Some playoff series aren’t just about the basketball. It’s about a rivalry that has been brewing for years, which is why there’s no surprise to see fights and low blows in the playoff series between the Los Angeles Clippers and the Oklahoma City Thunder, usually involving someone trying to hit Blake Griffin who has been fighting all year long against provocations, not always working out the best for him.
Griffin and Serge Ibaka have something special going on. It seems like the Thunder’s big man has a knack to hit Griffin, or at least try to, where the sun doesn’t shine. Why? That is his way of getting inside his head. Griffin actually came out quite bloodied in his face during game 3 in the series, although this time he was the one who hit his face into Ibaka’s elbow instead of the other way around.
The Thunder are no longer the league’s darlings like they were from 2010-2012, culminating in the 2012 NBA finals when they disappointed by losing to the Miami Heat. Since then they’ve been in the national media attention, but Kevin Durant and his teammates are no longer likable up and coming youngsters, but a team that is probably viewed as the most talented in the league but has flaws that they can’t seem to overcome.
Scott Brooks being a head coach that doesn’t seem like he has too much offensive IQ has something to do with it. Russell Westbrook, like Rajon Rondo, for similar and separate reasons, will never win the love of the masses. Serge Ibaka is an excellent blocker and mid-range shooter, but his dirty habits might be hidden from the eyes of referees, but cameras and YouTube videos catch ’em very well indeed.
Kendrick Perkins has the Westbrook – Ibaka combination only without any offensive ability and sometimes actually being a liability on the court. Steven Adams, as some of his teammates have mentioned, often plays and behaves like he was raised by a pack of wolves. The Thunder aren’t just a small-market team with a lovable superstar fighting the odds. They’re favorites against anyone they play, which immediately hurts the neutral popularity factor.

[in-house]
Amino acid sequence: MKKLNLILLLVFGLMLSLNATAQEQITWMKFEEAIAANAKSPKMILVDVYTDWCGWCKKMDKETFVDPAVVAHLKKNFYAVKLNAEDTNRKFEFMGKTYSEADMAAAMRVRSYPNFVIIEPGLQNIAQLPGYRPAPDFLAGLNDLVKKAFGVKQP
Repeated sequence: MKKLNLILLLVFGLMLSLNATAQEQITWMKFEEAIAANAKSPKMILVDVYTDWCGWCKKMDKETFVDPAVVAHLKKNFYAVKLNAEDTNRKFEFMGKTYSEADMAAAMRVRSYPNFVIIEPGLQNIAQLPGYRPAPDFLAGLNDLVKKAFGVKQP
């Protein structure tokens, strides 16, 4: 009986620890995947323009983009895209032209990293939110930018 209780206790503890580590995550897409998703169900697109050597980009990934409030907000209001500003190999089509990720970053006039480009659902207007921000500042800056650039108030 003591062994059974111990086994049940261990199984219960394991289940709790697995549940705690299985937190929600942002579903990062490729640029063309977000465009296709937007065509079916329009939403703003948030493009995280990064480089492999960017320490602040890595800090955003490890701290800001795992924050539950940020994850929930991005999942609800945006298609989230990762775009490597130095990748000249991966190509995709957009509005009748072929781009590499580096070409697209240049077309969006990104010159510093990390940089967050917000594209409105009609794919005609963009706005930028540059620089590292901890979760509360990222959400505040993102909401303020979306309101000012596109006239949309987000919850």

Durant is another story. He is now the NBA’s MVP. The amount of technical fouls he has gotten over the last couple of years shows us he isn’t the nice little kid waiting for LeBron James to retire so he can take over. He is lethal on the court, but he is also arrogant at times both on and off it. He expect to be treated like a superstar by the referees, which he is getting in this series. He’s a great player, but there’s nothing naive or sweet about him anymore.
The Clippers have their flaws in terms of what people like or not. Flopping, mostly directed at Chris Paul and Blake Griffin, always rallied people to a cause. Doc Rivers might be a well respected NBA head coach, but the way he left things in Boston didn’t win him too many fans. There’s negative emotion pouring into this series from the outside – national media and other mediums, which help fan the flames.
And it comes down to the court as well. This has been going on between these teams for the last two or three seasons. Since the Clippers have become a serious force in the West as well. The Thunder don’t handle that challenge all that well in terms of behavior, although they seem to be doing OK most of the time basketball-wise. Finally meeting in the playoffs, there isn’t going to be much of a change, especially if this series goes to a game 7.